How to start a software company?


I have an idea in my mind, for this idea I want to invest more time and money in making it a fully developed product.

So far, whatever small software products I have created are for a small niche and with only me developing that software. Now I have some software in mind that will be for a larger user base and large enough to include other people, and I will be the first customer of it (manufacturing is my prime business).

How and where should I start? What elements are needed within

  • People
  • Office

  • Location
  • Software Developing
  • Software release and Sales?

Any first hand experience is also welcome.


asked Jan 4 '11 at 00:18
221 points
  • I'd recommend you to read Running Lean, IMO much more practical guide that Lean Startup – Spc 11 years ago

8 Answers


Build a prototype and demo. Then show it to people.

It'll help you "get it out of your head" and start turning it into something real.

answered Jan 4 '11 at 01:24
Ben Edwards
601 points


Everyone here gave you good advice, but they missed an important part. To make money selling software you have to:

  1. Write software that someone wants to buy
  2. Build a company to sell the software and service it
  3. Market/sell the software
Many software developers are good at points 1 and 2. Very few can do part 3. Writing the best software in the world isn't going to help you if you can't sell it. If 3) isn't part of your nature, make sure to find someone who can do it for you.
answered Jan 4 '11 at 14:44
Gary E
12,510 points
  • +1 Marketing is crucial – Susan Jones 13 years ago
  • In my experience Marketing is more important than the product ... – Stighy 13 years ago
  • +1 Marketing is in fact crucial. – Bhargav Patel 11 years ago


If it solves your own problem, and it sounds like it does, write it for yourself first and use it. Then show it to others and get their feedback. When you do, realize you're selling it to them, with the customizations they mention. Once you have a contract to build a custom version, hire others or get another entrepreneurial spirit on board to help develop it.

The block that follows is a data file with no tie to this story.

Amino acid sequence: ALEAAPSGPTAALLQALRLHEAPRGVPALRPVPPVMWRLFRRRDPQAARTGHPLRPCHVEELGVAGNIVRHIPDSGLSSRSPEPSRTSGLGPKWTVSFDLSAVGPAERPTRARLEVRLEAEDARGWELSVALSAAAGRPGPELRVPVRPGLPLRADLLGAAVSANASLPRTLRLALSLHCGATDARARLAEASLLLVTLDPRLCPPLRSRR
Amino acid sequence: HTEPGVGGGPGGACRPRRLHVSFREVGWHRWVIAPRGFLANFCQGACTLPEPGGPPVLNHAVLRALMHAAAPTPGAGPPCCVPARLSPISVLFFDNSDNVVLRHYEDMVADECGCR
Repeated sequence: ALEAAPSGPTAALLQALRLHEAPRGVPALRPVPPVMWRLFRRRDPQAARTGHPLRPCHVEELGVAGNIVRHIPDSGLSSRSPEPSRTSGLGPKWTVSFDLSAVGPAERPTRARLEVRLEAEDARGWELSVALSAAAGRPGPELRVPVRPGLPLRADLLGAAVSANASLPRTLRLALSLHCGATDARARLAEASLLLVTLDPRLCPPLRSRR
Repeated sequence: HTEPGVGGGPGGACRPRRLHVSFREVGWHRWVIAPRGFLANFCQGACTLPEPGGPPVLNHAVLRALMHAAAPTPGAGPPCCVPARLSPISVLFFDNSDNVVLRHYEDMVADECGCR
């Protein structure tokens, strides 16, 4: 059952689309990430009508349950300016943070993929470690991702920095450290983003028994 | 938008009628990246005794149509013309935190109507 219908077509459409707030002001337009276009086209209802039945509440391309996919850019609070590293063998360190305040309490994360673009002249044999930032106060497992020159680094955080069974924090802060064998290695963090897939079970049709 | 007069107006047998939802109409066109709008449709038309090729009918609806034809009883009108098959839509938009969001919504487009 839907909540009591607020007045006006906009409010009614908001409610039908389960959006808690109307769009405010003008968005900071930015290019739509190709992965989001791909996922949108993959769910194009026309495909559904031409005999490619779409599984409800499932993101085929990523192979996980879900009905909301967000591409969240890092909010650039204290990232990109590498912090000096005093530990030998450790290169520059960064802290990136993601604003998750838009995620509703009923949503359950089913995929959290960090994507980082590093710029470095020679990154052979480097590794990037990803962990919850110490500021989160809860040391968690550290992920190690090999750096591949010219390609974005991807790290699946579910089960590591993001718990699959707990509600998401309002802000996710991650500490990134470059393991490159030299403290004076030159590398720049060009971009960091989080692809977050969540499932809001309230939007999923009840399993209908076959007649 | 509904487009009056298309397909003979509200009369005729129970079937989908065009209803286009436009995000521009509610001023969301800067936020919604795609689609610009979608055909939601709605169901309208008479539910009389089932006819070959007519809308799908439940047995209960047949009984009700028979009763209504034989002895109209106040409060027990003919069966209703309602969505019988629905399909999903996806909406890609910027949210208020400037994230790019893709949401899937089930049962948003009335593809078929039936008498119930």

answered Jan 4 '11 at 02:59
John Franklin
261 points
  • +1 Start with stuff you know - it's a lot easier than stuff you don't know and the expert is cheaper to hire. – Cad Bloke 12 years ago


I used to work for a startup some years ago and here is what I learned :

Never forget you will have to deal with two different things : the software part and the company part. A good developer isn't automatically good at running a company and vice-versa as very different skills are implied.

As a general advice : do something clever and really useful, be user-oriented, tell people (trusty ones at first) what you're doing and show them your work, develop your network, work with trustworthy people, ask for legal advice, speak about money later (but don't forget to) once people are interested in your products or services.

And use your common-sense : do not follow any advice unless you understand how useful it will be for you !

The startup I talked about still don't have offices nor full-time hired people, I do not think this is the most important part.

answered Jan 4 '11 at 04:08
Maxime R.
181 points
  • +1 for the software part and the business part! – Susan Jones 13 years ago
  • Trustly ones? Everything except that part, I agree with. Reason: No one will steal your idea, no one cares. – Bhargav Patel 11 years ago